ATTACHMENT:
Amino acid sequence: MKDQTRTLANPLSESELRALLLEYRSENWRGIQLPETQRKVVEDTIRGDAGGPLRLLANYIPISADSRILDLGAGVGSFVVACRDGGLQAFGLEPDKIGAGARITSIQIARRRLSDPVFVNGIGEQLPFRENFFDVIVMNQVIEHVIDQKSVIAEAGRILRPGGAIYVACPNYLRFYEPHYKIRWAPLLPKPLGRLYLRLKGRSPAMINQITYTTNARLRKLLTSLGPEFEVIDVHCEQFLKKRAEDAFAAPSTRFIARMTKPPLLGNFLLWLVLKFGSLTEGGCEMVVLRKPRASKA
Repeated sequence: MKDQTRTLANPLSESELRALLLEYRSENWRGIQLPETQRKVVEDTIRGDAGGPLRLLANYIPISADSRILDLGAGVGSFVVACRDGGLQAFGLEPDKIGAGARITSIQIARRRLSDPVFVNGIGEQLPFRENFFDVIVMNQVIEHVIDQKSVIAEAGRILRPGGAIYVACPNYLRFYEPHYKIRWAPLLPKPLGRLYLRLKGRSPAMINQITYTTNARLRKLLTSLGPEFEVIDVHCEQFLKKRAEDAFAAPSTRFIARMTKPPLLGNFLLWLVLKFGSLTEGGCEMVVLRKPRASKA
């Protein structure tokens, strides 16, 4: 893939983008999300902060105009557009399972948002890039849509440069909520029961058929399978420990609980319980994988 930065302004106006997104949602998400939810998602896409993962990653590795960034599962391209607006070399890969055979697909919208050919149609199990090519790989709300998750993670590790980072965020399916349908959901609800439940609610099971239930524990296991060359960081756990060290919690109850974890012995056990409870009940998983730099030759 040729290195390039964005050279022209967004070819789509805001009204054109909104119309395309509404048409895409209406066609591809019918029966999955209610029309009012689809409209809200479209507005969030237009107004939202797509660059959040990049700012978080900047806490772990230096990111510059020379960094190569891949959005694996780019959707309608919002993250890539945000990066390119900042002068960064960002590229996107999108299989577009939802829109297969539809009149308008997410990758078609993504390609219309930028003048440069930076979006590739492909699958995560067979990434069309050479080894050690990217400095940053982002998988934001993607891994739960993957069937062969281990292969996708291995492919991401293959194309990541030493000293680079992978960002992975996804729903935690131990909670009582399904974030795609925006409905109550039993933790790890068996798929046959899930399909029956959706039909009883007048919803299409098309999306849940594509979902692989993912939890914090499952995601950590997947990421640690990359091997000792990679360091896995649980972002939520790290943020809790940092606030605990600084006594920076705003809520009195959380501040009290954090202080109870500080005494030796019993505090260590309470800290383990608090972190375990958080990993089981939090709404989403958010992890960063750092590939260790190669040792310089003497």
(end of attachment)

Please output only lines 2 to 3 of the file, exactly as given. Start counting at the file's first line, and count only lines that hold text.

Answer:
Repeated sequence: MKDQTRTLANPLSESELRALLLEYRSENWRGIQLPETQRKVVEDTIRGDAGGPLRLLANYIPISADSRILDLGAGVGSFVVACRDGGLQAFGLEPDKIGAGARITSIQIARRRLSDPVFVNGIGEQLPFRENFFDVIVMNQVIEHVIDQKSVIAEAGRILRPGGAIYVACPNYLRFYEPHYKIRWAPLLPKPLGRLYLRLKGRSPAMINQITYTTNARLRKLLTSLGPEFEVIDVHCEQFLKKRAEDAFAAPSTRFIARMTKPPLLGNFLLWLVLKFGSLTEGGCEMVVLRKPRASKA
């Protein structure tokens, strides 16, 4: 893939983008999300902060105009557009399972948002890039849509440069909520029961058929399978420990609980319980994988 930065302004106006997104949602998400939810998602896409993962990653590795960034599962391209607006070399890969055979697909919208050919149609199990090519790989709300998750993670590790980072965020399916349908959901609800439940609610099971239930524990296991060359960081756990060290919690109850974890012995056990409870009940998983730099030759 040729290195390039964005050279022209967004070819789509805001009204054109909104119309395309509404048409895409209406066609591809019918029966999955209610029309009012689809409209809200479209507005969030237009107004939202797509660059959040990049700012978080900047806490772990230096990111510059020379960094190569891949959005694996780019959707309608919002993250890539945000990066390119900042002068960064960002590229996107999108299989577009939802829109297969539809009149308008997410990758078609993504390609219309930028003048440069930076979006590739492909699958995560067979990434069309050479080894050690990217400095940053982002998988934001993607891994739960993957069937062969281990292969996708291995492919991401293959194309990541030493000293680079992978960002992975996804729903935690131990909670009582399904974030795609925006409905109550039993933790790890068996798929046959899930399909029956959706039909009883007048919803299409098309999306849940594509979902692989993912939890914090499952995601950590997947990421640690990359091997000792990679360091896995649980972002939520790290943020809790940092606030605990600084006594920076705003809520009195959380501040009290954090202080109870500080005494030796019993505090260590309470800290383990608090972190375990958080990993089981939090709404989403958010992890960063750092590939260790190669040792310089003497």